For the iteration equation (3.1), let \(\phi _{p}(-D^{\tau }u_{n+1}(t))=x _{n+1}\), and with the boundary conditions \(u_{n+1}(0)=0\), \(D^{\tau -1}u _{n+1}(1)=k\), and by Lemma 2.4,

$$ u(t)=\frac{k}{\varGamma (\tau )}t^{\tau -1}+ \int _{0}^{1}H(t,s)\phi _{q} \bigl(x _{n+1}(s)\bigr)\,ds :=Bx_{n+1}(t), $$
(4.1)

where \(k=I^{\epsilon }u_{n}(\zeta )+e=\frac{1}{\varGamma (\epsilon )}\int _{0}^{\zeta }(\zeta -s)^{\epsilon -1}u_{n}(s)\,ds+e\) and

$$ H(t,s)=\textstyle\begin{cases} t^{\tau -1}-(t-s)^{\tau -1}, &0\leq s\leq t\leq 1, \\ t^{\tau -1}, &0\leq t\leq s\leq 1. \end{cases} $$

Thus the iteration equation (3.1) can be rewritten as

$$ \textstyle\begin{cases} -D^{\sigma }x_{n+1}=-Lx_{n+1}+h(t,Bx_{n},-\phi _{q}x_{n})+Lx_{n} , \\ x_{n+1}(0)=0, \\ D^{\sigma -1}x_{n+1}(1)))=\mu I^{\gamma }x_{n+1}(\theta )+a. \end{cases} $$
(4.2)

Applying Lemma 2.1 to (4.2), we obtain

$$\begin{aligned} x_{n+1}(t) =&\frac{a\varGamma (\sigma +\gamma )}{\varGamma (\sigma )[\varGamma ( \sigma +\gamma )- \mu \theta ^{\sigma +\gamma -1}]}t^{\sigma -1} \\ &{}+ \int _{0}^{1}J(t,s)\bigl[-Lx_{n+1}(s)+h \bigl((s),Bx_{n}(s),-\phi _{q}\bigl(x_{n}(s) \bigr)\bigr)+Lx _{n}(s)\bigr]\,ds, \end{aligned}$$
(4.3)

where \(a= I^{\gamma }k(\theta ,x_{n}(\theta )) -\mu I^{\gamma }x_{n}( \theta )+d\), and

$$\begin{aligned}& J(t,s)=\frac{1}{\Delta } \textstyle\begin{cases} [\varGamma (\sigma +\gamma )-\mu (\theta -s)^{\sigma +\gamma -1}]t^{ \sigma -1} \\ \quad {}- [\varGamma (\sigma +\gamma )-\mu \theta ^{\sigma +\gamma -1}](t-s)^{ \sigma -1}, &s\leq t,s\leq \theta ; \\ \varGamma (\sigma +\gamma )t^{\sigma -1}-\mu (\theta -s)^{\sigma +\gamma -1}t^{\sigma -1}, &t\leq s\leq \theta ; \\ \varGamma (\sigma +\gamma )[t^{\sigma -1}-(t-s)^{\sigma -1}]+\mu \theta ^{\sigma +\gamma -1} (t-s)^{\sigma -1}, &\theta \leq s\leq t; \\ \varGamma (\sigma +\gamma )t^{\sigma -1}, &s\geq t,s\geq \theta , \end{cases}\displaystyle \\ & \Delta =\varGamma (\sigma )\bigl[\varGamma (\sigma +\gamma )-\mu \theta ^{\sigma +\gamma -1}\bigr]. \end{aligned}$$

Discretize the interval \([0,1]\) with the nodes \(t_{i}=ih\), \(b= \frac{1}{K}\), \(K=\mathbb{N}\). Let \(u_{n+1}^{(i)}\approx u_{n+1}(t_{i})\), \(x _{n+1}^{(i)}\approx x_{n+1}(t_{i})\), \(H(i,j)=H(t_{i},s_{j})\), \(J(i,j)=J(t _{i},s_{j})\) and \(h_{n}^{(j)}=h(s_{j},Bx_{n}(s_{j}),-\phi _{q}(x_{n}(s _{j})))+Lx_{n}(s_{j})\). Using the trapezoidal quadrature rule to approximate the integral in the right hand sides of (4.3) and (4.1), we obtain the following linear systems of equations:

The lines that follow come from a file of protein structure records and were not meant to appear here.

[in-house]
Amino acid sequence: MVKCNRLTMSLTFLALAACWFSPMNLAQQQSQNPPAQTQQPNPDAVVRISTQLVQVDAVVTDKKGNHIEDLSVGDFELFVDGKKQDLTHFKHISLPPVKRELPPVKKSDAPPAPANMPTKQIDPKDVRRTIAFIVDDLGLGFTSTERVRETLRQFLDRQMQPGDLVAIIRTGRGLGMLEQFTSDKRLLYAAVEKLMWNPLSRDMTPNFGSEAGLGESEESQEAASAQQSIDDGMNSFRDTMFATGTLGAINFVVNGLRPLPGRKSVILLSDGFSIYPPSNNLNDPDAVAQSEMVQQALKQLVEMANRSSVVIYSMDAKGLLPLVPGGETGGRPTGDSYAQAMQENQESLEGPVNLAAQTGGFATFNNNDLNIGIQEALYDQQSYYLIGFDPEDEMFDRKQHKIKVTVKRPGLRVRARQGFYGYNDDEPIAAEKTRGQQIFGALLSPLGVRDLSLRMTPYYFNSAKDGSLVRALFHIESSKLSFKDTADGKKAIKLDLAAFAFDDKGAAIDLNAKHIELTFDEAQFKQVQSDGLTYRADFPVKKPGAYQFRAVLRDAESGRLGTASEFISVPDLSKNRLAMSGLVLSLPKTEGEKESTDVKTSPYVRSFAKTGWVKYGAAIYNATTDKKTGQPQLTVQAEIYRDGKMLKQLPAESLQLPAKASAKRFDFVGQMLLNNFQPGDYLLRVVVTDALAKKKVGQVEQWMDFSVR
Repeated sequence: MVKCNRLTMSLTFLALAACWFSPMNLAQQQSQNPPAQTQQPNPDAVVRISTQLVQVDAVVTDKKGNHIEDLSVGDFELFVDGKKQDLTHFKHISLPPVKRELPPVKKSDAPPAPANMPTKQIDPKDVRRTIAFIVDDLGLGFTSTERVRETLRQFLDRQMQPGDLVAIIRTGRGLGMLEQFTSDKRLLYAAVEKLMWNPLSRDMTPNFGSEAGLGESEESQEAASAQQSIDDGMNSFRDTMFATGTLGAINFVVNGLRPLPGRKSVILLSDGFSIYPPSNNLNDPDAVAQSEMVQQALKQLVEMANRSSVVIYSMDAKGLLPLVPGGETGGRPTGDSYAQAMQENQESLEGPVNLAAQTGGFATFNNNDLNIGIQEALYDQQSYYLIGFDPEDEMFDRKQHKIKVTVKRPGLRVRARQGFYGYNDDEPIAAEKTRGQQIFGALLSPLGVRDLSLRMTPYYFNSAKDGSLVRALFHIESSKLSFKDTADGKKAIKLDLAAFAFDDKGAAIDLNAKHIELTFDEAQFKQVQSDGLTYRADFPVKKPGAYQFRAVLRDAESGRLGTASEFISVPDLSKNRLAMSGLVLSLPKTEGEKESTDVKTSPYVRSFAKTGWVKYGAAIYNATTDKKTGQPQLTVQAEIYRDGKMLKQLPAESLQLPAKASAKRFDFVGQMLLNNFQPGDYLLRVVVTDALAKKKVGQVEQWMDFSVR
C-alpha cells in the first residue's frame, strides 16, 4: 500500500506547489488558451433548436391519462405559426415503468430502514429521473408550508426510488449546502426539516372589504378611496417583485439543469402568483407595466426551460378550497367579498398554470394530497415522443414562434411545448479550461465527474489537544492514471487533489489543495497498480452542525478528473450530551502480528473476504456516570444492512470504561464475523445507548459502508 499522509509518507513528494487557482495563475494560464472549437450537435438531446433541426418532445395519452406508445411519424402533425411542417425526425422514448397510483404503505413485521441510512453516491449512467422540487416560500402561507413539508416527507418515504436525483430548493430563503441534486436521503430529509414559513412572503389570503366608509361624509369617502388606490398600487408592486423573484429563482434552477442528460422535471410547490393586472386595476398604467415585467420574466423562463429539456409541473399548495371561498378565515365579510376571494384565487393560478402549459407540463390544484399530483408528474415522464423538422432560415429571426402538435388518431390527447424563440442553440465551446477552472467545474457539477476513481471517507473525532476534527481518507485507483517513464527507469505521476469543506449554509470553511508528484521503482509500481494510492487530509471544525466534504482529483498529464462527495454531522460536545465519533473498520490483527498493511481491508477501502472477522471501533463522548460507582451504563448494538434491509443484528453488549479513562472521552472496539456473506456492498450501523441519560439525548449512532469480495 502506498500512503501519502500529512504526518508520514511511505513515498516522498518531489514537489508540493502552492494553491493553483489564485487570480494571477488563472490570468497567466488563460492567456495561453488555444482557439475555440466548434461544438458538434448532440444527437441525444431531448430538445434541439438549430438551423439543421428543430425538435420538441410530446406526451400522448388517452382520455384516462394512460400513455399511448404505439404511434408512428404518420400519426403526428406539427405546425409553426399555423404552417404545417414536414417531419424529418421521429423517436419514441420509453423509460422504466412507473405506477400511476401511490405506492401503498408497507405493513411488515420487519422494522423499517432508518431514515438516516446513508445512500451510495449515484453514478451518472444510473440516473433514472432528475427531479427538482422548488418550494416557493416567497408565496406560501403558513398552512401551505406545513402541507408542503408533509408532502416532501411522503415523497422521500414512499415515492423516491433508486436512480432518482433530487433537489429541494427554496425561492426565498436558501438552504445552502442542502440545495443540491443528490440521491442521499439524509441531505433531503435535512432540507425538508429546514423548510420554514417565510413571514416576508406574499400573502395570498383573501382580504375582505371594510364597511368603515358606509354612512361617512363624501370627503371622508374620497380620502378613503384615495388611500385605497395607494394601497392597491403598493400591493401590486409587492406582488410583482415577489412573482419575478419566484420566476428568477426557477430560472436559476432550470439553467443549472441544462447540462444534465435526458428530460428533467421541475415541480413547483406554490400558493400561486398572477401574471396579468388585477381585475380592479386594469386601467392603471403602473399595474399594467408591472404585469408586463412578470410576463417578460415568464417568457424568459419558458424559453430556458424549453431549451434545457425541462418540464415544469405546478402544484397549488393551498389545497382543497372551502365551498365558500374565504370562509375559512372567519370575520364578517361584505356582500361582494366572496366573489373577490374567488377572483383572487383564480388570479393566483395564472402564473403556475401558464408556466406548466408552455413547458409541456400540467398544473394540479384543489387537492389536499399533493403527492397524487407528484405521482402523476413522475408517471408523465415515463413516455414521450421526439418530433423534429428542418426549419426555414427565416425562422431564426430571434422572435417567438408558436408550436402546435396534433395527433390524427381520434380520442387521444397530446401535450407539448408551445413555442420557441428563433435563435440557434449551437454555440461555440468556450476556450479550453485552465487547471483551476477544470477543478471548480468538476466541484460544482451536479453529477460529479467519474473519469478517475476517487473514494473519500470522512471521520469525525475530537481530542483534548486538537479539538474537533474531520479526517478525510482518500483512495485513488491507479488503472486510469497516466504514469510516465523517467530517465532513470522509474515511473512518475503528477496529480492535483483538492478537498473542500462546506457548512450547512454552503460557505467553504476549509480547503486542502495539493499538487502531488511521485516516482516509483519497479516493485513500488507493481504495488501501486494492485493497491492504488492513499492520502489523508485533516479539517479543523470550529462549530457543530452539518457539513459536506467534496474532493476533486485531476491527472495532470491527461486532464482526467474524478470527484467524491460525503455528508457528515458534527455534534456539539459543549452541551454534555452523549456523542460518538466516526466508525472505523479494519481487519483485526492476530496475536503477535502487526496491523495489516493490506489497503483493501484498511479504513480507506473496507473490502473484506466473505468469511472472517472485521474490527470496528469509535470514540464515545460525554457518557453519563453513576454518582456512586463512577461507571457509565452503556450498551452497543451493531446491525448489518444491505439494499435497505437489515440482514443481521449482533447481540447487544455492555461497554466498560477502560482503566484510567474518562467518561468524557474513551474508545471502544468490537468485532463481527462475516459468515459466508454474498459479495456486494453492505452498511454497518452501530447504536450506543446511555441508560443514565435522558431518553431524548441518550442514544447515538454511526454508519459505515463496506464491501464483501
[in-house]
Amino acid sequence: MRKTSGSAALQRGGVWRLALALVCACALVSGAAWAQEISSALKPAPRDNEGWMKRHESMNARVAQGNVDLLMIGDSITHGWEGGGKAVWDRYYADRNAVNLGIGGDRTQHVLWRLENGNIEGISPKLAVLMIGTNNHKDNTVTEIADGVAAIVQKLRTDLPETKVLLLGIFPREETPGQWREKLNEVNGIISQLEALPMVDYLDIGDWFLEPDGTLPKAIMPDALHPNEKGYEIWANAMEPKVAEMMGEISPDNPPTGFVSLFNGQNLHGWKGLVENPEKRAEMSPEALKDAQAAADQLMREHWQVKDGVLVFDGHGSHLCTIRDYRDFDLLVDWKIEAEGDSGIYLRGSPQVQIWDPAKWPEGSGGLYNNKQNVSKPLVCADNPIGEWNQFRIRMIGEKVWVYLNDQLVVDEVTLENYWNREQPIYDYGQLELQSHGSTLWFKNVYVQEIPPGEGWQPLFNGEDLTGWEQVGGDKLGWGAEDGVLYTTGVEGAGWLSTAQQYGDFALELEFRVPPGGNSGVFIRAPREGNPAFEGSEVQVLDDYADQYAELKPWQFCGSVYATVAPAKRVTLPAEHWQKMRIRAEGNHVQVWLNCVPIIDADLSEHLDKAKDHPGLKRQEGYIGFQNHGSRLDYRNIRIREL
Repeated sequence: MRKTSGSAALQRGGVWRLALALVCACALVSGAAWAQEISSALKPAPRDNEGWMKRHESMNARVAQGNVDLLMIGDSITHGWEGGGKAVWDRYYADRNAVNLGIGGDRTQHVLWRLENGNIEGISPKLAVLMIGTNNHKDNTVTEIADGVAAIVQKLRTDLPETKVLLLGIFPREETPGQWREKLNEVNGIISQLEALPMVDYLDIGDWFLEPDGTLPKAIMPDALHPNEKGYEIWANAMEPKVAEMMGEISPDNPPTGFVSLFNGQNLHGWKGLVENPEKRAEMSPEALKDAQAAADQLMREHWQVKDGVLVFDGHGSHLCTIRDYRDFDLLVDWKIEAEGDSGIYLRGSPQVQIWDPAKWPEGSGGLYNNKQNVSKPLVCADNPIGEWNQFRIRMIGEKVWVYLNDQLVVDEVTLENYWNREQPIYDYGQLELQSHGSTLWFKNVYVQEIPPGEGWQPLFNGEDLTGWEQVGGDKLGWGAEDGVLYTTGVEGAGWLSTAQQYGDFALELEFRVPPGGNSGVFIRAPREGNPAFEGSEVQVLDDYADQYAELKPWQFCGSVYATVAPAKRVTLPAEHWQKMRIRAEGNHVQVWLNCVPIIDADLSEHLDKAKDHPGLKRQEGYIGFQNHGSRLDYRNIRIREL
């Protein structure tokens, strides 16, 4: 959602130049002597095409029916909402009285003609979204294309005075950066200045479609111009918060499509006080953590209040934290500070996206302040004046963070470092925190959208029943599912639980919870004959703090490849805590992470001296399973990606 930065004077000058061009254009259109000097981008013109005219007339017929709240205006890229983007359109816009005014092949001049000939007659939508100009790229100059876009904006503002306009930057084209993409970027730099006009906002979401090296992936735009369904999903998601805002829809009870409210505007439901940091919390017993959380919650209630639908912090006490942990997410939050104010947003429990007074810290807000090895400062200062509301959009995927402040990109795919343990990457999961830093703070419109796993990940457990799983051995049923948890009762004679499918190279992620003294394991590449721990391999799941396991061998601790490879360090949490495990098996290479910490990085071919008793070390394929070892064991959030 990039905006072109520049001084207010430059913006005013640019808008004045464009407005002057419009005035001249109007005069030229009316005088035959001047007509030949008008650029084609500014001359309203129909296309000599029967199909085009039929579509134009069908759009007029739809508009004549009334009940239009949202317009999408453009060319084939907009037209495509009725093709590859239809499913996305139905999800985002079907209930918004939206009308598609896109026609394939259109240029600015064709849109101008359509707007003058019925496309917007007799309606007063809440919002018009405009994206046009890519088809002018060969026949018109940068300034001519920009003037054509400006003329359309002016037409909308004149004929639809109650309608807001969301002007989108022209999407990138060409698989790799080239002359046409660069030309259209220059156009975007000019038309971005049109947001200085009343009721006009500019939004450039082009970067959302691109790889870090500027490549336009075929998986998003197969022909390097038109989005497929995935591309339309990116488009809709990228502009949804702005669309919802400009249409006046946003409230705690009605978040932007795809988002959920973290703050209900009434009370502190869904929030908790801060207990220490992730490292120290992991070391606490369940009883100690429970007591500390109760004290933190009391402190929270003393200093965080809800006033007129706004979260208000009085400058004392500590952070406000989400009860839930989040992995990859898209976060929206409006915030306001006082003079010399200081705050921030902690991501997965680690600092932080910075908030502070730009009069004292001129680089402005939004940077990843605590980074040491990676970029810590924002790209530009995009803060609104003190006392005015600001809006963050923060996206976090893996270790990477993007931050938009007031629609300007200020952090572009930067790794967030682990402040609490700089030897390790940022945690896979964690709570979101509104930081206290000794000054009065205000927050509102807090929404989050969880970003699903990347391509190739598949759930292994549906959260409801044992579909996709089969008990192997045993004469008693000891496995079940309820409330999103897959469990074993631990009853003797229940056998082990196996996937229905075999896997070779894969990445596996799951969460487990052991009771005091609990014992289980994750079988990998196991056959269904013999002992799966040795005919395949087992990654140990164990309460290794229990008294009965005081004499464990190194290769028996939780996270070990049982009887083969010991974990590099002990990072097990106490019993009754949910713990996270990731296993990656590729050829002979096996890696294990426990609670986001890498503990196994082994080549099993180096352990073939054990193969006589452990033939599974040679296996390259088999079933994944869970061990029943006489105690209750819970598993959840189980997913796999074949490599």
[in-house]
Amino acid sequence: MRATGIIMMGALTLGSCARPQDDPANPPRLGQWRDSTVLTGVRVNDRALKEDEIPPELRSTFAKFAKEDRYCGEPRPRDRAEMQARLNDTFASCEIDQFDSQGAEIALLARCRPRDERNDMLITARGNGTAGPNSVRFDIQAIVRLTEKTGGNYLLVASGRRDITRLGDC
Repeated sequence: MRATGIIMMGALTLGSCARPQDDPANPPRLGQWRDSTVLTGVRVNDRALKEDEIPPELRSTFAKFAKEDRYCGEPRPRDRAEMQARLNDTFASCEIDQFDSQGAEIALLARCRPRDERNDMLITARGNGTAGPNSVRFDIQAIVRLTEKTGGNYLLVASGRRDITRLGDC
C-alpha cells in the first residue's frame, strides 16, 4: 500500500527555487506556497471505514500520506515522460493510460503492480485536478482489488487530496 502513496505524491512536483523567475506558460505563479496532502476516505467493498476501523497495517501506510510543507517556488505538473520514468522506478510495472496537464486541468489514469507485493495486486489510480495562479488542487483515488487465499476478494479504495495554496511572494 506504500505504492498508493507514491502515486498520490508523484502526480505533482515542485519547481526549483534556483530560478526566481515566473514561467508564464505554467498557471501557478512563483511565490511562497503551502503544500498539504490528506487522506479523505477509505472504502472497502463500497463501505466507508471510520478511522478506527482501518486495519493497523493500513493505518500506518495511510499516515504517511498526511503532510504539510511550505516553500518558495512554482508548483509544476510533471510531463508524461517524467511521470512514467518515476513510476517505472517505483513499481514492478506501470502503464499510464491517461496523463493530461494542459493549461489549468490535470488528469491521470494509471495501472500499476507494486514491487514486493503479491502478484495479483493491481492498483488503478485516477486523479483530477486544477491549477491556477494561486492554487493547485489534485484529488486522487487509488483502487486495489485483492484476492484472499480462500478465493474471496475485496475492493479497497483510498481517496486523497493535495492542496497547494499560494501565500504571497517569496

$$\begin{aligned} x_{n+1}^{(i)} =&\frac{a\varGamma (\sigma +\gamma )}{\varGamma (\sigma )[ \varGamma (\sigma +\gamma )-\mu \theta ^{\sigma +\gamma -1}]}t_{i}^{ \sigma -1} -\frac{b}{2}\sum_{j=0}^{K}LJ(i,j)d_{j}x_{n+1}^{(j)} \\ &{}+ \frac{b}{2}\sum_{j=0}^{K}J(i,j)d_{j}h_{n}^{(j)} ,\quad 0\leq i\leq K, \end{aligned}$$
(4.4)

and

$$ u_{n+1}^{(i)}=Bx_{n+1}^{(i)}= \frac{k}{\varGamma (\tau )}t_{i}^{\tau -1} + \frac{b}{2} \sum_{j=0}^{K}H(i,j)d_{j} \phi _{q}\bigl(x_{n+1}^{(j)}\bigr) ,\quad 0\leq i\leq K, $$
(4.5)

for the unknown \(x_{n+1}^{(i)}\), \(u_{n+1}^{(i)}\), \(0\leq i\leq K\), where \(\{d_{j}\}\) are the coefficients in the rule\(,d_{0}=d_{K}=1\), \(d_{j}=2\) for \(0\leq i\leq K-1\).

Setting \(J_{ij}=\frac{b}{2}J(i,j)d_{j}\), \(H_{ij}=\frac{b}{2}H(i,j)d _{j}\), the matrix \(\varPhi =(J_{ij})\), \(A=\mathbb{I}+L\varPhi \), and \(G=(H_{(ij)})\) with \(\mathbb{I}\) the identity matrix. The systems (4.4) and (4.5) can be written as a system of matrix-vector equations

$$ \textstyle\begin{cases} A\overrightarrow{x}_{n+1}=\frac{a\varGamma (\sigma +\gamma )}{\varGamma ( \sigma )[\varGamma (\sigma +\gamma )- \mu \theta ^{\sigma +\gamma -1}]}S ^{\sigma -1}+\overrightarrow{F}_{n}, \\ \overrightarrow{U}_{n+1}=\frac{k}{\varGamma (\tau )}S^{\sigma -1}+G\phi _{q}(\overrightarrow{x}_{n+1}), \end{cases} $$

where \(\overrightarrow{x}_{n+1}=[{x}_{n+1}^{(0)},{x}_{n+1}^{(1)}, \ldots ,{x}_{n+1}^{(K)}] \), \(\overrightarrow{U}_{n+1}=[{u}_{n+1}^{(0)}, {u}_{n+1}^{(1)},\ldots ,{u}_{n+1}^{(K)}]\), \(S=[t_{0},t_{1},\ldots ,t _{K}]^{T}\) and \(\overrightarrow{F}_{n}\) is a column vector of its component \(F_{n}^{i}=\frac{b}{2}\sum_{j=0}^{K}J(i,j)d_{j}h_{n} ^{(j)}\).

Example 4.1

Consider the following fractional boundary value problem: